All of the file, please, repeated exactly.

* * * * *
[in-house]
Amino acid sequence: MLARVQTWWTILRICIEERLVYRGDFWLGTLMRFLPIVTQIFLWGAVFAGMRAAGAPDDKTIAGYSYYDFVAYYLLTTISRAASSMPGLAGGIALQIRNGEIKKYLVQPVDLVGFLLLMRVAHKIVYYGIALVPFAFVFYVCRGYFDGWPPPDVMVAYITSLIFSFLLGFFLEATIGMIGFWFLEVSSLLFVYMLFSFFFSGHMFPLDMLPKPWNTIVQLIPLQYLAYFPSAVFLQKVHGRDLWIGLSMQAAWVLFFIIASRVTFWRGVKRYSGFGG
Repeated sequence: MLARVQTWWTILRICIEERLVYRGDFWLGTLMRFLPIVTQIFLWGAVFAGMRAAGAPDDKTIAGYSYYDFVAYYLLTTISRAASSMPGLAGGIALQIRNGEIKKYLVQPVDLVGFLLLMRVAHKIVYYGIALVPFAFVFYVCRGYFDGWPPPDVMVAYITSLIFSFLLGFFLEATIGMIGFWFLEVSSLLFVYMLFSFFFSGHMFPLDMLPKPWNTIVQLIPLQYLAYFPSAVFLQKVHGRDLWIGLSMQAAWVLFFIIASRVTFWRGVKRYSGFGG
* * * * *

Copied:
[in-house]
Amino acid sequence: MLARVQTWWTILRICIEERLVYRGDFWLGTLMRFLPIVTQIFLWGAVFAGMRAAGAPDDKTIAGYSYYDFVAYYLLTTISRAASSMPGLAGGIALQIRNGEIKKYLVQPVDLVGFLLLMRVAHKIVYYGIALVPFAFVFYVCRGYFDGWPPPDVMVAYITSLIFSFLLGFFLEATIGMIGFWFLEVSSLLFVYMLFSFFFSGHMFPLDMLPKPWNTIVQLIPLQYLAYFPSAVFLQKVHGRDLWIGLSMQAAWVLFFIIASRVTFWRGVKRYSGFGG
Repeated sequence: MLARVQTWWTILRICIEERLVYRGDFWLGTLMRFLPIVTQIFLWGAVFAGMRAAGAPDDKTIAGYSYYDFVAYYLLTTISRAASSMPGLAGGIALQIRNGEIKKYLVQPVDLVGFLLLMRVAHKIVYYGIALVPFAFVFYVCRGYFDGWPPPDVMVAYITSLIFSFLLGFFLEATIGMIGFWFLEVSSLLFVYMLFSFFFSGHMFPLDMLPKPWNTIVQLIPLQYLAYFPSAVFLQKVHGRDLWIGLSMQAAWVLFFIIASRVTFWRGVKRYSGFGG